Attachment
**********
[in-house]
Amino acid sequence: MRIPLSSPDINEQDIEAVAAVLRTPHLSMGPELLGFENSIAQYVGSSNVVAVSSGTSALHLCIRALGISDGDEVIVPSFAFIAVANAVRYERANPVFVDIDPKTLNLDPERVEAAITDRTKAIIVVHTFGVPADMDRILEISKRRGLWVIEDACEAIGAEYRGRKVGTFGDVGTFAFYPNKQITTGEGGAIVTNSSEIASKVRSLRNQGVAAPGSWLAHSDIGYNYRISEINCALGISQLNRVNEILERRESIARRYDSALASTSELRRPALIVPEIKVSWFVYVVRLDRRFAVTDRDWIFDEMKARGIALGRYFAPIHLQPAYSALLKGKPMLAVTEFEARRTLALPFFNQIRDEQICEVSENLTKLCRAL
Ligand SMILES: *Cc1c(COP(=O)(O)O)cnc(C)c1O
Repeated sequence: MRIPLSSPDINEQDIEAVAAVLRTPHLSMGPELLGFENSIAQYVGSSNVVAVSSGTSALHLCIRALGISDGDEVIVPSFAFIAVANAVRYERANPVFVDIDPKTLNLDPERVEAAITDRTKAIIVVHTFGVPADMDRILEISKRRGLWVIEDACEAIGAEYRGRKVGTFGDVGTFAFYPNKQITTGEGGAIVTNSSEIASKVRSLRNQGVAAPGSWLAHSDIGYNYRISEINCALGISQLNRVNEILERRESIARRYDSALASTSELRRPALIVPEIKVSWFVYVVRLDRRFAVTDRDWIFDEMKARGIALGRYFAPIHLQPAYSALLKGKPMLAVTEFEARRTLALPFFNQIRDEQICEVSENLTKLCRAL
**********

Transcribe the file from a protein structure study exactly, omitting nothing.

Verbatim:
[in-house]
Amino acid sequence: MRIPLSSPDINEQDIEAVAAVLRTPHLSMGPELLGFENSIAQYVGSSNVVAVSSGTSALHLCIRALGISDGDEVIVPSFAFIAVANAVRYERANPVFVDIDPKTLNLDPERVEAAITDRTKAIIVVHTFGVPADMDRILEISKRRGLWVIEDACEAIGAEYRGRKVGTFGDVGTFAFYPNKQITTGEGGAIVTNSSEIASKVRSLRNQGVAAPGSWLAHSDIGYNYRISEINCALGISQLNRVNEILERRESIARRYDSALASTSELRRPALIVPEIKVSWFVYVVRLDRRFAVTDRDWIFDEMKARGIALGRYFAPIHLQPAYSALLKGKPMLAVTEFEARRTLALPFFNQIRDEQICEVSENLTKLCRAL
Ligand SMILES: *Cc1c(COP(=O)(O)O)cnc(C)c1O
Repeated sequence: MRIPLSSPDINEQDIEAVAAVLRTPHLSMGPELLGFENSIAQYVGSSNVVAVSSGTSALHLCIRALGISDGDEVIVPSFAFIAVANAVRYERANPVFVDIDPKTLNLDPERVEAAITDRTKAIIVVHTFGVPADMDRILEISKRRGLWVIEDACEAIGAEYRGRKVGTFGDVGTFAFYPNKQITTGEGGAIVTNSSEIASKVRSLRNQGVAAPGSWLAHSDIGYNYRISEINCALGISQLNRVNEILERRESIARRYDSALASTSELRRPALIVPEIKVSWFVYVVRLDRRFAVTDRDWIFDEMKARGIALGRYFAPIHLQPAYSALLKGKPMLAVTEFEARRTLALPFFNQIRDEQICEVSENLTKLCRAL